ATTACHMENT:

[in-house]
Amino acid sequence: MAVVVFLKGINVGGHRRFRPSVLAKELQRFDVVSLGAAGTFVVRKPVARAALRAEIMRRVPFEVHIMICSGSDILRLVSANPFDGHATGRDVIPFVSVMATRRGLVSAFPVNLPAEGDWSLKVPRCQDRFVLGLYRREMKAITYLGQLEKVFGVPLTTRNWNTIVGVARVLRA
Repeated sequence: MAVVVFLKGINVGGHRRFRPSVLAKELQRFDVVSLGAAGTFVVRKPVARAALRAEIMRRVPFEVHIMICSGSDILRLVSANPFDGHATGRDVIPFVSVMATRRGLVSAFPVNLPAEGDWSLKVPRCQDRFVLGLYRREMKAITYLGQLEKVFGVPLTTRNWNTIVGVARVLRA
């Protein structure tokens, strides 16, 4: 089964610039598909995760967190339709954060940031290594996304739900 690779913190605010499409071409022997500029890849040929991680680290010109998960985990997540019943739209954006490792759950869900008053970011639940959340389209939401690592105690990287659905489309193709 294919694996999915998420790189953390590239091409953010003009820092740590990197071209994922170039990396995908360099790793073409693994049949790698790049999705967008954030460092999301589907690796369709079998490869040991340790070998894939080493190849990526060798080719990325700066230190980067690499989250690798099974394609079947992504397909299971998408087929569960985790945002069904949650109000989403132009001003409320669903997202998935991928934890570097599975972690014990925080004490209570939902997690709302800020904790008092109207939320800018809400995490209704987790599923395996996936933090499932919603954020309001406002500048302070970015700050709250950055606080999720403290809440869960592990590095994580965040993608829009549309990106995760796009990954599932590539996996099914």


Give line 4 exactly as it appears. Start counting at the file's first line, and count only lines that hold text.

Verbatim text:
């Protein structure tokens, strides 16, 4: 089964610039598909995760967190339709954060940031290594996304739900 690779913190605010499409071409022997500029890849040929991680680290010109998960985990997540019943739209954006490792759950869900008053970011639940959340389209939401690592105690990287659905489309193709 294919694996999915998420790189953390590239091409953010003009820092740590990197071209994922170039990396995908360099790793073409693994049949790698790049999705967008954030460092999301589907690796369709079998490869040991340790070998894939080493190849990526060798080719990325700066230190980067690499989250690798099974394609079947992504397909299971998408087929569960985790945002069904949650109000989403132009001003409320669903997202998935991928934890570097599975972690014990925080004490209570939902997690709302800020904790008092109207939320800018809400995490209704987790599923395996996936933090499932919603954020309001406002500048302070970015700050709250950055606080999720403290809440869960592990590095994580965040993608829009549309990106995760796009990954599932590539996996099914």